Tuesday, June 15, 2010

BOOK: Economics for Dummies

[This was originally posted at http://timstall.dotnetdevelopersjournal.com/book_economics_for_dummies.htm]


I have never met a developer who said they had enough time to "properly" finish their project. Sure, everyone starts the project with dreams of how this will be momentous - somehow the stepping stone to curing cancer and world hunger - but then reality sinks in and the team scrambles to make the best of their limited time.

And that's where economics, the science of how people deal with scarcity, comes in. I had to take a micro and macro Econ course back in college for my engineering degree, but back then it was just an 8:00am commitment. When I was reading Joel on Software's blog, he picked my interest with economics again with his talk of compliments and supplements, vendor lock in, the chicken & egg problem, etc... So, I got a copy of "Economics for Dummies". I saw it as Part II of The Complete MBA for Dummies.

Living up to the "Dummies" genre, it was an easy read. The concepts of utility, marginal revenue, return on investment (ROI), consumer surplus, diminishing returns, and supply and demand are good things for any developer to know. Much of this may seem like common sense in today's world, but a book helps one to articulate what their head thinks is common but they can't find the words for.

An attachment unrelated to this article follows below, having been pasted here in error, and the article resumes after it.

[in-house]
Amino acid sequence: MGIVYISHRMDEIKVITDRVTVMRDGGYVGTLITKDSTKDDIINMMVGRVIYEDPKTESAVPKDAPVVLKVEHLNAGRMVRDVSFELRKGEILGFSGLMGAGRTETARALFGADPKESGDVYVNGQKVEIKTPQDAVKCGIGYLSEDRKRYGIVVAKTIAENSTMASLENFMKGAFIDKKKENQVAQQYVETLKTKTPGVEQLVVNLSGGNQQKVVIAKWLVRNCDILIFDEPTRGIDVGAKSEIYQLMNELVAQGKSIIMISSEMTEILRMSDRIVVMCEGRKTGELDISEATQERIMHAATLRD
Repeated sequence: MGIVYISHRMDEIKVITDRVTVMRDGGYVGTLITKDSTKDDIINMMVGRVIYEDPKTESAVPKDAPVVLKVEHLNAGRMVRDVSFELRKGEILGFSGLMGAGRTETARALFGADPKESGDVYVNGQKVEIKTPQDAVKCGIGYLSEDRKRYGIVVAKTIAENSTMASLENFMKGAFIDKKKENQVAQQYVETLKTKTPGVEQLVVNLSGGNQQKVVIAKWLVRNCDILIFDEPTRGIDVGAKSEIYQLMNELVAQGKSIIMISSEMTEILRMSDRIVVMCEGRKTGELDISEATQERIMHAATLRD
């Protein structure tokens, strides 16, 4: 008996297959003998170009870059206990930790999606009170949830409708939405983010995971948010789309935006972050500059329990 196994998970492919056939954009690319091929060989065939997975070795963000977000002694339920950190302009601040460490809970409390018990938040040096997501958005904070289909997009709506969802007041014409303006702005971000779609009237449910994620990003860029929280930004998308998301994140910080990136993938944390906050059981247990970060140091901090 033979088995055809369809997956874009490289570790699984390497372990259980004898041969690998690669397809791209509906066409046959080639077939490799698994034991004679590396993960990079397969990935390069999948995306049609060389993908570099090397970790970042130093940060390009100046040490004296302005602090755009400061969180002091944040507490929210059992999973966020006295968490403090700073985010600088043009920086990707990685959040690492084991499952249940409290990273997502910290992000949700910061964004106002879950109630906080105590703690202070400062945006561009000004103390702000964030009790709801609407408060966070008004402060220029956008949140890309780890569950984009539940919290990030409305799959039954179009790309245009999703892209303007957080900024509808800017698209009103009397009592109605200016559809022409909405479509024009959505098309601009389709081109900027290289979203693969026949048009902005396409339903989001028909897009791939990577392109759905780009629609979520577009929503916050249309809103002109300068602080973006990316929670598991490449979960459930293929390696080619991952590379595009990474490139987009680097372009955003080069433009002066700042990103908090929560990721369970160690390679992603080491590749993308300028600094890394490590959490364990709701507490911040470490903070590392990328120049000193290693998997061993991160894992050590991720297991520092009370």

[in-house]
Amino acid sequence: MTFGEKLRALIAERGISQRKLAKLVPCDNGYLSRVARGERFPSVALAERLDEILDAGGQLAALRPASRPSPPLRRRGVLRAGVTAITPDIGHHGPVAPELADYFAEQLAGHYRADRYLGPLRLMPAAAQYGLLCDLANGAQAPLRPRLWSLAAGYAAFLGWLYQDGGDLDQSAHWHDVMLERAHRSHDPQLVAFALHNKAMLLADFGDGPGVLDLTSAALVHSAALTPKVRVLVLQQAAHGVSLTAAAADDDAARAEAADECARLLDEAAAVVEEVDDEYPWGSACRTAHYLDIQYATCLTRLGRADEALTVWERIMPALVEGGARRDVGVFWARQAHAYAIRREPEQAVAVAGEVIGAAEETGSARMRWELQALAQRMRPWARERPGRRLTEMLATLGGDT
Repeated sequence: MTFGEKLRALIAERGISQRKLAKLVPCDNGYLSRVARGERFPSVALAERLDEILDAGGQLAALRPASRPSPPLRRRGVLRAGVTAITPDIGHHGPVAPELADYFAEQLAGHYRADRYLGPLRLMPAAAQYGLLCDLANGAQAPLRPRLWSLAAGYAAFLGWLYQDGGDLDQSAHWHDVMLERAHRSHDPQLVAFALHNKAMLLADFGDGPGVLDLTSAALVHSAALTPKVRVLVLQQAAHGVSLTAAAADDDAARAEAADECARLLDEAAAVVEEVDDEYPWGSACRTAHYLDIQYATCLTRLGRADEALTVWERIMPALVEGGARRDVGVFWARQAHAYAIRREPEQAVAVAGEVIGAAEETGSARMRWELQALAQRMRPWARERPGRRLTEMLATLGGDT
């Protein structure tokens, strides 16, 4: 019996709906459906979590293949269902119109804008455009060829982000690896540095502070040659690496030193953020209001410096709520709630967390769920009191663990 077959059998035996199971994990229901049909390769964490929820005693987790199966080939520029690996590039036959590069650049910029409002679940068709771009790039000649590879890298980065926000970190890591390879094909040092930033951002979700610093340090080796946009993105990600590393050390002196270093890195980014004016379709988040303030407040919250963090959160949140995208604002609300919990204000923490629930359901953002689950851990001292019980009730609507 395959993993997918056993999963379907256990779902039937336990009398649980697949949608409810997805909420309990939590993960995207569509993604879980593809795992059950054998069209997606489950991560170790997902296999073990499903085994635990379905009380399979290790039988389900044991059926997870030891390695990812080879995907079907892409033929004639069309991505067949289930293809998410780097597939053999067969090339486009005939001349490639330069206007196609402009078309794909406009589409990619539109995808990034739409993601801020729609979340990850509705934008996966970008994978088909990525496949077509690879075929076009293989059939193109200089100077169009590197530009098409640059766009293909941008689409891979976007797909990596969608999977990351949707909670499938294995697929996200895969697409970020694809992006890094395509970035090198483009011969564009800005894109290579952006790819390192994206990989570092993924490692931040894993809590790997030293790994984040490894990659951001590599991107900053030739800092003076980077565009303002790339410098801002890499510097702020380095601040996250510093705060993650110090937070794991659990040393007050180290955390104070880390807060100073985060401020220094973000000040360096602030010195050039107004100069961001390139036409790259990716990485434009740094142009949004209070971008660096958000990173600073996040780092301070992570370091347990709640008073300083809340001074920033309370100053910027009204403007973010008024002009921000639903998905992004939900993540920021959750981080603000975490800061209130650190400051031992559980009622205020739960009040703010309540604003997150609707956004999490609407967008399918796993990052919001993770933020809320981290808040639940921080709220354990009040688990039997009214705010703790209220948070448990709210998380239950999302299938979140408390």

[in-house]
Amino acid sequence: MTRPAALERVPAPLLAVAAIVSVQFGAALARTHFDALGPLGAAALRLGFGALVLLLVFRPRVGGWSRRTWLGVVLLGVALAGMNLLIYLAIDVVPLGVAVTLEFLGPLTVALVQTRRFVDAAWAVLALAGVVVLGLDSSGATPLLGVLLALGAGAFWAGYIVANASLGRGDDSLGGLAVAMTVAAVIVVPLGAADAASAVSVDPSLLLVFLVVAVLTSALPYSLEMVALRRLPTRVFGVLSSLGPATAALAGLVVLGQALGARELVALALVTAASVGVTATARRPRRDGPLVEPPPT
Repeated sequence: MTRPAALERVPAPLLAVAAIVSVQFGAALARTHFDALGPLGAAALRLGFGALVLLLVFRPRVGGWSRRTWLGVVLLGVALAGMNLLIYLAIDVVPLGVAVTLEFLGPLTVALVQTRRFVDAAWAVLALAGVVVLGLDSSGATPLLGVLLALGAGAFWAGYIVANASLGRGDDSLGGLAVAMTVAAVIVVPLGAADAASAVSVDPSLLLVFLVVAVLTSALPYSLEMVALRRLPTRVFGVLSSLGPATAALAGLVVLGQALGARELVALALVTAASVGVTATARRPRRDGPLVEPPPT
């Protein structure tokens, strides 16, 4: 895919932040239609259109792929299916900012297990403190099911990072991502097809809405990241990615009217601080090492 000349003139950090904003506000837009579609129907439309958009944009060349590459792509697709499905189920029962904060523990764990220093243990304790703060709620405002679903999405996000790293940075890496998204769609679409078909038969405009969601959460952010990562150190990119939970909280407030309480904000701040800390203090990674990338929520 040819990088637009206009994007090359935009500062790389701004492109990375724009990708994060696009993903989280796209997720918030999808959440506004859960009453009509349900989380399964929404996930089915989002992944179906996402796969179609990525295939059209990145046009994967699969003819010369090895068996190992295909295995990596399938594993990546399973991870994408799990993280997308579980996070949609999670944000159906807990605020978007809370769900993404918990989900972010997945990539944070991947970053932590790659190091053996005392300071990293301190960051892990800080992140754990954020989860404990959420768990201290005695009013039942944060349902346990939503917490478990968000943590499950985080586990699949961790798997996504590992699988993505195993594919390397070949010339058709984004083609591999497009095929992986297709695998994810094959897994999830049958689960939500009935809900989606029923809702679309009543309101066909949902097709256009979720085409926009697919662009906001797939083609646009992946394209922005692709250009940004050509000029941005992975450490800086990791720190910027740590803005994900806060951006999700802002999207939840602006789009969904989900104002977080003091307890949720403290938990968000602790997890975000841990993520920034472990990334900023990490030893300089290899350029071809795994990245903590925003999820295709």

Besides assisting with prioritizing features and making calculated risks, it helps a technical person continually appreciate the business side of things.


Sunday, June 6, 2010

Dealing with an IT bureaucracy

[This was originally posted at http://timstall.dotnetdevelopersjournal.com/dealing_with_an_it_bureaucracy.htm]

A background on bureaucracies

By definition, large companies employ a lot of people. Large companies also tend to become bureaucracies in order to manager all those employees. Therefore, lots of people are working in a bureaucracy.